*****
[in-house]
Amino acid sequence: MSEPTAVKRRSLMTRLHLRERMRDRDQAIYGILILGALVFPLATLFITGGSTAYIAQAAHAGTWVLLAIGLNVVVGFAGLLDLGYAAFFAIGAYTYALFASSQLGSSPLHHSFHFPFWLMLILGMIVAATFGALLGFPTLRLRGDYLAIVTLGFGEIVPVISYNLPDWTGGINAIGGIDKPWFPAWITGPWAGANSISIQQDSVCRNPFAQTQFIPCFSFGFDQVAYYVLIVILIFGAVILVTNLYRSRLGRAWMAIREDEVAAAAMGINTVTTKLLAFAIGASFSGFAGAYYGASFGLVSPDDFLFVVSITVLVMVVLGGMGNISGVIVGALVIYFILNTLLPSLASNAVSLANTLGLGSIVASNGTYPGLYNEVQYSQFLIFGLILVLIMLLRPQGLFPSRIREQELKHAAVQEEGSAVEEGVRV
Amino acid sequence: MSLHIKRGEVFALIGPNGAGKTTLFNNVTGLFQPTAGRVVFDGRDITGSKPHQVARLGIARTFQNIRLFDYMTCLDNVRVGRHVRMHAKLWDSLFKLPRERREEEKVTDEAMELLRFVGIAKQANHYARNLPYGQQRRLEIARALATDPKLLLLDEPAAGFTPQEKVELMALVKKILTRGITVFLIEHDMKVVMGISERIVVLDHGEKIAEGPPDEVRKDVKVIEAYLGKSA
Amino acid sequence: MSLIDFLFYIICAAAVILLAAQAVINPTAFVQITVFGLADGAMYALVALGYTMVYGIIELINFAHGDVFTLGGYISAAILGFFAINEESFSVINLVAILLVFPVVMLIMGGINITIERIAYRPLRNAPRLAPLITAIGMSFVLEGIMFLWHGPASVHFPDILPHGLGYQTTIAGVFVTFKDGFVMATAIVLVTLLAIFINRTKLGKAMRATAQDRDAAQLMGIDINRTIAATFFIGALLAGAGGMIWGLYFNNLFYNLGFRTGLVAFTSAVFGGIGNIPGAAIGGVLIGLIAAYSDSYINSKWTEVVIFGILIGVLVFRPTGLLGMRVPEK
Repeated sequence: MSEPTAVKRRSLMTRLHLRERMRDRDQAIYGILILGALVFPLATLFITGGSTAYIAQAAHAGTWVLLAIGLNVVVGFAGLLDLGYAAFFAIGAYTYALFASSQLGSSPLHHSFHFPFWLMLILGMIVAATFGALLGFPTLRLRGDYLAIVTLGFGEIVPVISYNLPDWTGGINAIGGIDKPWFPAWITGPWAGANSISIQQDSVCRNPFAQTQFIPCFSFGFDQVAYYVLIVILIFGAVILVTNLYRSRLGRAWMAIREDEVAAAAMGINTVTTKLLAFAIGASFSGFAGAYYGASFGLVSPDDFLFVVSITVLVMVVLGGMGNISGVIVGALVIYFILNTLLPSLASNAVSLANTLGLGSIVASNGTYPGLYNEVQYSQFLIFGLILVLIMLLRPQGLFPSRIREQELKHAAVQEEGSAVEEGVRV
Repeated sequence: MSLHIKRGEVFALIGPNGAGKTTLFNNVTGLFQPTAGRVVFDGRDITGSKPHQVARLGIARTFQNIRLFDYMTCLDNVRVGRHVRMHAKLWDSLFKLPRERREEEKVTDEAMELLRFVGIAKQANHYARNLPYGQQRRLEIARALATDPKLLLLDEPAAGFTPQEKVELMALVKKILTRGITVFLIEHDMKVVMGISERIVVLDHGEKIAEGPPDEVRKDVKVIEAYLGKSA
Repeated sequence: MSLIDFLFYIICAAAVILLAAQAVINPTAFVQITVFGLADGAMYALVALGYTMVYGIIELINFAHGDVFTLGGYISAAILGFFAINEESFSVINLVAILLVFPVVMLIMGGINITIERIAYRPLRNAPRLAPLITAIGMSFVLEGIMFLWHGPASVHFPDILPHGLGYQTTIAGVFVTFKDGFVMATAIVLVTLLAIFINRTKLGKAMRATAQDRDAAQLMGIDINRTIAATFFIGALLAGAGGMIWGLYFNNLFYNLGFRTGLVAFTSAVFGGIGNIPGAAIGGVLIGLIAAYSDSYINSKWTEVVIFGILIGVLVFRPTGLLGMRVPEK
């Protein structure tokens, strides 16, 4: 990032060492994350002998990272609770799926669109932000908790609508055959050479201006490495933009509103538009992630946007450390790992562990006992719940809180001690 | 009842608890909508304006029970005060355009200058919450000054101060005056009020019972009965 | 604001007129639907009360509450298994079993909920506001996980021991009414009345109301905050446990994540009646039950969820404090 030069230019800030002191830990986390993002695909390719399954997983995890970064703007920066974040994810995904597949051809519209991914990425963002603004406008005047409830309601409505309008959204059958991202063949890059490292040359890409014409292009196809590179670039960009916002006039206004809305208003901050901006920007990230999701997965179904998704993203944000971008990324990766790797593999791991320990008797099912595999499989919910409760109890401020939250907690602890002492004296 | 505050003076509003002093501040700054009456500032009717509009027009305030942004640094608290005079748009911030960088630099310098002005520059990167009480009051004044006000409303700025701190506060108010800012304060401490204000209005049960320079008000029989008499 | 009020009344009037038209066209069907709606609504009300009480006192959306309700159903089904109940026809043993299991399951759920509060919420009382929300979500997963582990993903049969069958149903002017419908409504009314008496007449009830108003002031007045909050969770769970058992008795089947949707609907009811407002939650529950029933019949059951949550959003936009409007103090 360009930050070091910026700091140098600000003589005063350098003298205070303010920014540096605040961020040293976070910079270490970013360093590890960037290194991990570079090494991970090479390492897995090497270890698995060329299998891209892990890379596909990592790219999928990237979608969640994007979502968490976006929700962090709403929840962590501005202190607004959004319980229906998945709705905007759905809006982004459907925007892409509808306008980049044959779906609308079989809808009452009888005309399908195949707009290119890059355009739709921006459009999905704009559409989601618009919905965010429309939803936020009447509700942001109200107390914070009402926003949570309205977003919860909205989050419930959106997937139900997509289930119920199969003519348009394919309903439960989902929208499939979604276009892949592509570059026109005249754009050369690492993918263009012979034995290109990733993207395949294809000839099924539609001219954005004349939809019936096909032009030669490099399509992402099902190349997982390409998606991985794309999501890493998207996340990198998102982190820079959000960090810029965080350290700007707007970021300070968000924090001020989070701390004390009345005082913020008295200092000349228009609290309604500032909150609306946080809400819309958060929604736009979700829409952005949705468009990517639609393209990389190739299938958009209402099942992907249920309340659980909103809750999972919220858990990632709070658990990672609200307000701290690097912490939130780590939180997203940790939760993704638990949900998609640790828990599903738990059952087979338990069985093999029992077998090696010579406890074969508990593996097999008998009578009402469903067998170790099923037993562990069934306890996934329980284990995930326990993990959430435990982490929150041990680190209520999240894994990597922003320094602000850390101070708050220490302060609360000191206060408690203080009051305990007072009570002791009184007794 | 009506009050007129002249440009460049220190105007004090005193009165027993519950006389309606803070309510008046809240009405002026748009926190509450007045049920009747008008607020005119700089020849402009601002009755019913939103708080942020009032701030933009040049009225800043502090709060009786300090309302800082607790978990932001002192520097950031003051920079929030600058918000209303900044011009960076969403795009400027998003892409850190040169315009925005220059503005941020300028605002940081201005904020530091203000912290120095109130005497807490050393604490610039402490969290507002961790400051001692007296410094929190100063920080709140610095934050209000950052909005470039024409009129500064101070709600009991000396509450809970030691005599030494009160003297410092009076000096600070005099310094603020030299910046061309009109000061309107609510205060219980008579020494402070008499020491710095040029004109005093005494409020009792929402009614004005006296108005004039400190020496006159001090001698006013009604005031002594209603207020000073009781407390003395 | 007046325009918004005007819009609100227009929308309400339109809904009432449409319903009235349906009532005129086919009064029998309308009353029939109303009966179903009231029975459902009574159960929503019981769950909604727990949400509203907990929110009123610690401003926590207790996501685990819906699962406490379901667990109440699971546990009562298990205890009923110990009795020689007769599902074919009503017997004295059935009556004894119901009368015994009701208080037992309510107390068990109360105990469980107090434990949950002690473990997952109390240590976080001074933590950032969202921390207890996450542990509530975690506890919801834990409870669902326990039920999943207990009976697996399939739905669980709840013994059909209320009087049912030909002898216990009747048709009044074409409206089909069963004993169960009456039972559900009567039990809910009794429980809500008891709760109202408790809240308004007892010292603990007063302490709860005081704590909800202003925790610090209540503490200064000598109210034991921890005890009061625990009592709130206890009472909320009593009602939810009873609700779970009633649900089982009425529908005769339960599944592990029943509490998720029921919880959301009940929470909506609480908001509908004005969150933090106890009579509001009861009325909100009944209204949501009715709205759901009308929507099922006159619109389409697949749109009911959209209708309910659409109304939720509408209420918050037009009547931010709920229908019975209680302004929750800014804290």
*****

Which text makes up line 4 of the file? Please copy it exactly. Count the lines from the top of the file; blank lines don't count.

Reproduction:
Amino acid sequence: MSLIDFLFYIICAAAVILLAAQAVINPTAFVQITVFGLADGAMYALVALGYTMVYGIIELINFAHGDVFTLGGYISAAILGFFAINEESFSVINLVAILLVFPVVMLIMGGINITIERIAYRPLRNAPRLAPLITAIGMSFVLEGIMFLWHGPASVHFPDILPHGLGYQTTIAGVFVTFKDGFVMATAIVLVTLLAIFINRTKLGKAMRATAQDRDAAQLMGIDINRTIAATFFIGALLAGAGGMIWGLYFNNLFYNLGFRTGLVAFTSAVFGGIGNIPGAAIGGVLIGLIAAYSDSYINSKWTEVVIFGILIGVLVFRPTGLLGMRVPEK